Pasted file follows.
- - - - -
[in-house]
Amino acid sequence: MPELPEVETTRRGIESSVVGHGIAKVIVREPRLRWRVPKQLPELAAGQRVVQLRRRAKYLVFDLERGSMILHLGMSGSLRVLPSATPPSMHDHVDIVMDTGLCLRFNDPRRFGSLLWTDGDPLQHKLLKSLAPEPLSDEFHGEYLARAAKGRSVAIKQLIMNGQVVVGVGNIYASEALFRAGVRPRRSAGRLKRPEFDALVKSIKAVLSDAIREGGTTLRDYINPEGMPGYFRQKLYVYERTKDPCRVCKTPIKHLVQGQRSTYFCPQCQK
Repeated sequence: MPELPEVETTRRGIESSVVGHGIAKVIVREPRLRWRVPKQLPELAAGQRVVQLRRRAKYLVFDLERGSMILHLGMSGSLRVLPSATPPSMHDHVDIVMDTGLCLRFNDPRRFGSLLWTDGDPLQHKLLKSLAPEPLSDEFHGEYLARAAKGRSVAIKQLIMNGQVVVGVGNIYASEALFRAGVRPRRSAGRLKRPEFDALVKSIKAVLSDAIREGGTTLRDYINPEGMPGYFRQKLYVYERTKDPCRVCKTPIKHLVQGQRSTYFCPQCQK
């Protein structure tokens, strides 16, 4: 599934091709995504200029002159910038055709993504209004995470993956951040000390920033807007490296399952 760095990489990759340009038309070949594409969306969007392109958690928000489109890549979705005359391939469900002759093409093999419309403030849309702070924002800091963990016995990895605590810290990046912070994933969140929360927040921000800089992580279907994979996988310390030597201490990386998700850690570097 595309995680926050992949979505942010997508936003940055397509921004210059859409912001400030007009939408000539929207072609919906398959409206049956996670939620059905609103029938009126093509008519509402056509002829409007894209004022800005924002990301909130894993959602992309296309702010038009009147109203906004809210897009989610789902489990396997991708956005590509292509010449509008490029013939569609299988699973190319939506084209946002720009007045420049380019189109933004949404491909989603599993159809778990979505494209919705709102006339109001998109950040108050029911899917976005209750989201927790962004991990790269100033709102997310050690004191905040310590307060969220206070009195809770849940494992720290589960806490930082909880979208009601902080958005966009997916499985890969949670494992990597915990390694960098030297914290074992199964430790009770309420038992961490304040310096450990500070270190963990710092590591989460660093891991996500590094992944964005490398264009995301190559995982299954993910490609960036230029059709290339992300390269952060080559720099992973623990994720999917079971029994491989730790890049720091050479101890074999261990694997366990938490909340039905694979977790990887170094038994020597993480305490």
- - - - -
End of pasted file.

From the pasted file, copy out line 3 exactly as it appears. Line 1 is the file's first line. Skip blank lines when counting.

Repeated sequence: MPELPEVETTRRGIESSVVGHGIAKVIVREPRLRWRVPKQLPELAAGQRVVQLRRRAKYLVFDLERGSMILHLGMSGSLRVLPSATPPSMHDHVDIVMDTGLCLRFNDPRRFGSLLWTDGDPLQHKLLKSLAPEPLSDEFHGEYLARAAKGRSVAIKQLIMNGQVVVGVGNIYASEALFRAGVRPRRSAGRLKRPEFDALVKSIKAVLSDAIREGGTTLRDYINPEGMPGYFRQKLYVYERTKDPCRVCKTPIKHLVQGQRSTYFCPQCQK